Tina Hofman plays the roles of Ana and Baka Ana; the transitions from one character to the other are clearly and cleverly done, with Hofman adept at playing hunched, elderly Baka Ana, her arthritic fingers knotted and inflexible. With a confident flourish of her apron, she switches to Ana, head held high, radiant and welcoming. Hofman is an engaging storyteller, bringing in audience members throughout the performance to help her bake the traditional pepper and honey biscuits on stage as Baka Ana, talking only in her native tongue.

Director Tilly Branson and her team deliver a subtle and charming production, rich in detail and interconnecting threads of meaning and experience. Eleanor Field’s set combines a boat and sail, evoking the island life of Croatia, with the functionality and ‘homeliness’ of the patisserie kitchen. Adam McCready’s sound design carries us to and from Croatia with songs, and combines effectively with translations projected onto the sail (David Hately). James Stokes’s lighting design complements the changes in place and character. Whilst some of the play is delivered in Croatian, and sometimes with translations on the sail, this production confidently shows that we humans don’t always need an understanding of the spoken word to understand meaning, with much humour (and a recipe) conveyed through gesture and facial expression.

Gavran’s writing is alive with sensuous detail, painting the different colours of island life and the lives of her two characters. There is perhaps nothing as evocative as the smell of baking coming from the kitchen to remind you of home, and as the play progresses the unmistakable aroma of biscuits baking in the oven wafts through the performing space. A ‘ting’, and they are done, cooked on stage—a lovely touch.

Pepper and Honey does not seek to provide answers or a solution; everyone’s idea of home is different, after all. We share both characters’ journeys, whether that is taking your culture with you as you settle elsewhere, or staying amongst your traditions and family. Home is not as clear cut as the place where you live.

This production has now completed its 2019 run, with more dates to be announced for 2020.

Images by Fernando Photography

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Mince pies – put to the test

Visit any food emporium this time of year and you’ll see mince pies, whether that’s stacks of boxes piled up on supermarket shelves, or a sugar-dusted affair in your cafe of choice, they’re everywhere.

Last year in the UK, we spent £47.7 million on mince pies, with estimates of over 370 million pies consumed. It’s big business, clearly. We’ve consumed these little pies since the 12th century, with the ingredients and idea brought back by the returning Crusades. Back then, it was a more practical affair of a flour and water case used to transport mince meat – mutton. It survived Cromwell’s Puritan years to its transformation in Victorian times as a purely sweet treat, mainly eaten in the festive season.

When choosing a mince pie, it’s personal: flaky pastry or shortcrust? Packed with filling or just enough? Infused with booze or plenty of fruit? Choice is more restricted for some: vegan? Gluten-free?

Reader, I’ve eaten all the pies. OK, not all of them, but I have conducted my own taste test to help narrow things down a little.

For my sample, I chose five different varieties of mince pie readily available in supermarkets. I’ve listed them in alphabetical order, scored them out of five in each of three categories: overall appearance, filling and pastry and so each is scored out of a total of 15 points. Surveys like these often announce ‘you’ll be amazed/surprised/your life will be changed by the results’ – I just found it a fun thing to do!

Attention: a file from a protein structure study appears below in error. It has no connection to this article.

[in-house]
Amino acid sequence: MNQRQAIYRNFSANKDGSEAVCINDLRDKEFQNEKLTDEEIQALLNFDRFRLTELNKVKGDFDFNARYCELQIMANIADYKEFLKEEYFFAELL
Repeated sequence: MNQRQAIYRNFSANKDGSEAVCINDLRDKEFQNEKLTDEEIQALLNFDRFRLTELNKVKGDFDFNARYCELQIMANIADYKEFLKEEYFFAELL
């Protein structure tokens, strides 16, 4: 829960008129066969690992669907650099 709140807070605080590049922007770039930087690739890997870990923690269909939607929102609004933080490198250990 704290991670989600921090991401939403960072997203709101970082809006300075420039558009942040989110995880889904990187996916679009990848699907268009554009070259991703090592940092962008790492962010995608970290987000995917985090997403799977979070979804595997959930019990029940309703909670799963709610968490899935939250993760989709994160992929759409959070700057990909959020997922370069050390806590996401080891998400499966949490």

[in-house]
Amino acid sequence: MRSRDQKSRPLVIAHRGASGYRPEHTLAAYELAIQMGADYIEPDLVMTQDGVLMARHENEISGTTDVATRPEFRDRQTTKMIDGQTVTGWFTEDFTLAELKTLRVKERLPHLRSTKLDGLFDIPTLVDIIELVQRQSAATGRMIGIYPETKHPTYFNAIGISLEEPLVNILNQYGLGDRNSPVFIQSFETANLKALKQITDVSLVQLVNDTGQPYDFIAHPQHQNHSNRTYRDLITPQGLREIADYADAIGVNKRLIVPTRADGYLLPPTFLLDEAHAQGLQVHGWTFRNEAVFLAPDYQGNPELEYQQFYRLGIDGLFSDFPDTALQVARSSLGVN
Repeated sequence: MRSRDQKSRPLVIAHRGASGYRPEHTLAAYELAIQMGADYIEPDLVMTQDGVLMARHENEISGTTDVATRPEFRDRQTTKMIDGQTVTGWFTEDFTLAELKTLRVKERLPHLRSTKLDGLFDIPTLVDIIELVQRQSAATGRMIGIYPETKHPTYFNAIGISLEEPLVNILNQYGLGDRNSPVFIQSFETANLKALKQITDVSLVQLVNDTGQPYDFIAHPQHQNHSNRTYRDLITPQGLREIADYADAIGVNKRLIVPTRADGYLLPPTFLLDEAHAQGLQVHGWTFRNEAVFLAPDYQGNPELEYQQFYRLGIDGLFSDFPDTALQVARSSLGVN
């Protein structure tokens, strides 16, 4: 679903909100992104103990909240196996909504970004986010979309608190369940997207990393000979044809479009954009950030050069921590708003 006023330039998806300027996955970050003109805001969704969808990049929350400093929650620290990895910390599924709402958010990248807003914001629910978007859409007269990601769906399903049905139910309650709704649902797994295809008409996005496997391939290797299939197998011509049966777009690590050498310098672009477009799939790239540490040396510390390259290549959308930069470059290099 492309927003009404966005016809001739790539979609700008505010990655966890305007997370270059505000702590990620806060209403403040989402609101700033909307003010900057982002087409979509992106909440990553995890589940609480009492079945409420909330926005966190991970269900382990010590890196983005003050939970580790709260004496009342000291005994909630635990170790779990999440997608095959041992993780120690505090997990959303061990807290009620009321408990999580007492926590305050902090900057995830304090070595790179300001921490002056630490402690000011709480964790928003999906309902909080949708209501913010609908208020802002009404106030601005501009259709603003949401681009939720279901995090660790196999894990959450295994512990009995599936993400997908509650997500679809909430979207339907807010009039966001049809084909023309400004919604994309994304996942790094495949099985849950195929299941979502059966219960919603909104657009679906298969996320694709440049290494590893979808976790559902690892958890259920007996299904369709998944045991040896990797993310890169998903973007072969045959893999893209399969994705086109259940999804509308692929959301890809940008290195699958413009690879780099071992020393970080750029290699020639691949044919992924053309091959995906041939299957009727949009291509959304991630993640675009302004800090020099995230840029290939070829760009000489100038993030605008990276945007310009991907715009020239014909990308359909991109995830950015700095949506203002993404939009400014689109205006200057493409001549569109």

As a post-script, there is of course, the home made option. I like making them, usually a week or so before Christmas Day, seasonal music on, bun trays out. I prefer thin, shortcrust pastry, quite small mouth-sized pies and a rich, vegetarian suet filling packed with fruit. I’ve been known to add extra cherries just because I like them. And I like a pastry star for a lid. But that’s just me.

(And as a second post-script, my Little Elf Helper’s test of the same pies reported completely different results to me. Just shows!)

ALDI – All Butter Classic Mince Pies
£1.25 for 6
: Evenly cooked, golden crust, filling just peeking through (4)
Filling: moist and juicy, immediate citrus hit on the first bit (4)
Pastry: melt in the mouth, not too thick, not too thin (4)
Total score:12

CO-OP – Mince Pies
£1 for 6
Appearance: smallest of the bunch, completely covered pie (3)
Filling: more like a paste, overpowering taste of brown sugar with a hint of ginger (2.5)
Pastry: too much pastry, dry and claggy (2)
Total score: 7.5

All Butter Pastry Luxury Mince Pies

£2 for 6
Appearance: Glimpses of filling through the pattern, well-cooked, golden crust (4)
Filling: juicy, not a particularly rich or fruity taste and an odd bitter tang as an after taste (2)
Pastry: buttery and rich, crumbly (4)
Total score: 10

OGG – Luxury Handmade Mince Pies (vegan)
£2.50 for 4
Appearance: looks appealingly homemade, heavy dusting of icing sugar, filling visible around the edges. A bit flat looking (3.5)
Filling: juicy, quite fruity (3.5)
Pastry: crumbly and light, reminded me of my childhood rather strangely (4)
Total score: 11

All Butter Mince Pies Infused with Brandy

£2 for 6
Appearance: largest pie,well-cooked, golden crust (4)
Filling: not well-filled (1cm gap between pastry and filling), ‘dark’ fruity flavour (3)
Pastry: good buttery flavour, thin (3.5)
Total score: 10.5  

So, here’s the winner: Aldi’s All Butter Classic Mince Pies


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Priscilla Queen of the Desert The Musical – review

This review first appeared in British Theatre Guide

Mark Goucher, Jason Donovan, Gavin Kalin, Matthew Gale, Laurence Myers with Nullarbor Productions and MGM on Stage present
Priscilla Queen of the Desert The Musical
Book by Stephan Elliott and Allan Scott, based on the Latent Image/Specific Films motion picture
Directed by Ian Talbot
Curve Theatre, Leicester

With the country in the perfectly manicured grip of the “she”-naningans of Ru Paul’s Drag Race UK on TV, the timing of a tour of the drag-celebratory Priscilla Queen of the Desert The Musical couldn’t be better.